Top Five Ways to Create a Positive Agency Experience

Unfortunately the idea to install treadmills in our offices didn't make the running.  Source:  Wikimedia Commons.
Unfortunately the idea to install treadmills in our offices didn’t make the running. Source: Wikimedia Commons.

Happy Monday being over!  Hopefully you had some good self-care this weekend and are ready to tackle work or internship!

The years spent in social work school can be challenging, especially since in most cases we don’t choose our field placements and even after graduation, have to adjust to the new role of working professional.

However, working with what we have and keeping in mind the person-in-environment philosophy of social work (which one, also applies to us, and two, is a good test term to remember cough), we can create internships or first job experiences that can become foundational to our growth.

Based on work experiences and conversations with peers, here are top five ways to create a positive agency experience, whether you’re a fieldwork student or new professional:

  1. Advocate to work with the clients or areas you have most clinical or population interest in.

While many agencies will operate on the basis that you be willing to work with whom there is most need (as do social work values), advocating to work with clients or areas that make you excited about the work will engage you and your clients more in the long-term.  Conversely, an area of work that you thought you wouldn’t like can also become a meaningful learning experience.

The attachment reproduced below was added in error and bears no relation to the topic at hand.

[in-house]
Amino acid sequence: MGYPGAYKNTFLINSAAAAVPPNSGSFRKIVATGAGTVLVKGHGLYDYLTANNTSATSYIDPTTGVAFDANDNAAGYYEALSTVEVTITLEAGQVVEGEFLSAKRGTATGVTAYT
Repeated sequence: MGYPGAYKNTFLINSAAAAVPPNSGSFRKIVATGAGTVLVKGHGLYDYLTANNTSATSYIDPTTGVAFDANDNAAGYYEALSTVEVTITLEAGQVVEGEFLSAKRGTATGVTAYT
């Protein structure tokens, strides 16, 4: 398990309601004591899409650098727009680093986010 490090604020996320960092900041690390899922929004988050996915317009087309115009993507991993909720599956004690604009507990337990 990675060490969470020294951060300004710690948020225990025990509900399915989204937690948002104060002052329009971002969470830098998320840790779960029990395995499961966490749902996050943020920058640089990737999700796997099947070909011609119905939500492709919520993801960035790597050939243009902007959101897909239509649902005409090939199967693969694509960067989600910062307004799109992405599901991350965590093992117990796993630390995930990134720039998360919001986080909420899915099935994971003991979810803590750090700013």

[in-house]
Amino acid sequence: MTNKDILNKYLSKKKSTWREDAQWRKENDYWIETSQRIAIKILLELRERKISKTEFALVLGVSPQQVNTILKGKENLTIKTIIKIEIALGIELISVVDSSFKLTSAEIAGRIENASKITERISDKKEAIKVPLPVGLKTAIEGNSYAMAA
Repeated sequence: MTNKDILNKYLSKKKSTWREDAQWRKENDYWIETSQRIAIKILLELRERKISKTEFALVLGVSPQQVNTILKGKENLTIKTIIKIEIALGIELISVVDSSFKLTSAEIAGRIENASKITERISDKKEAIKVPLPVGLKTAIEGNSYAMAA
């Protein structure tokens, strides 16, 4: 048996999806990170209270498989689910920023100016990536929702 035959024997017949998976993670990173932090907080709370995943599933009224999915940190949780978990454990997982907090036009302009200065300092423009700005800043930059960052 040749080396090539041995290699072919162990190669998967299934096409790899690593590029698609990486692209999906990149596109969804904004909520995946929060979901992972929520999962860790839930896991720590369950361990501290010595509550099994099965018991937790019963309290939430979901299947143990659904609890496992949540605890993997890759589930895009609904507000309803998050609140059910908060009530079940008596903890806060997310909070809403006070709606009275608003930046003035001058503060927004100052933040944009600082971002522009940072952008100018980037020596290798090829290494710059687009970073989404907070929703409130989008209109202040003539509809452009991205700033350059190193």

2.  Get good supervision.

Remember how one of the foundational things you learned in your generalist practice classes is that forming good therapeutic rapport is often one of the strongest factors that will determine the efficacy of treatment (Martin, Garske, and Davis; 2000)?  Well the same applies to supervision.  While we don’t get much choice in who supervises us (for the record, I got lucky…hi supervisors hopefully not reading this!), advocate for a supervisory relationship that meets “the big three”:  supportive, educational, and administrative (NASW, 2003).  Hint:  possible test content.

3.  Form peer support.

Two pluses:  peer supervision has less “official stakes” attached to it (Your co-workers won’t be writing your annual review) and you’ll know the best places to eat or have happy hour in town.

4.  Use education opportunities.

Remember our last post on continuing education?  Yup.

5.  Provide awesome customer service.

This applies to both your clients and your co-workers (The Dale Carnegie institute calls this external and internal customer service, respectfully).  It doesn’t make sense to use empathy and active listening with our clients if we don’t treat our co-workers with the same empathy and respect.  We’re all vulnerable to similar stressors and we’re all brightened up by a brief passing of sincere appreciation, praise, or patient understanding.

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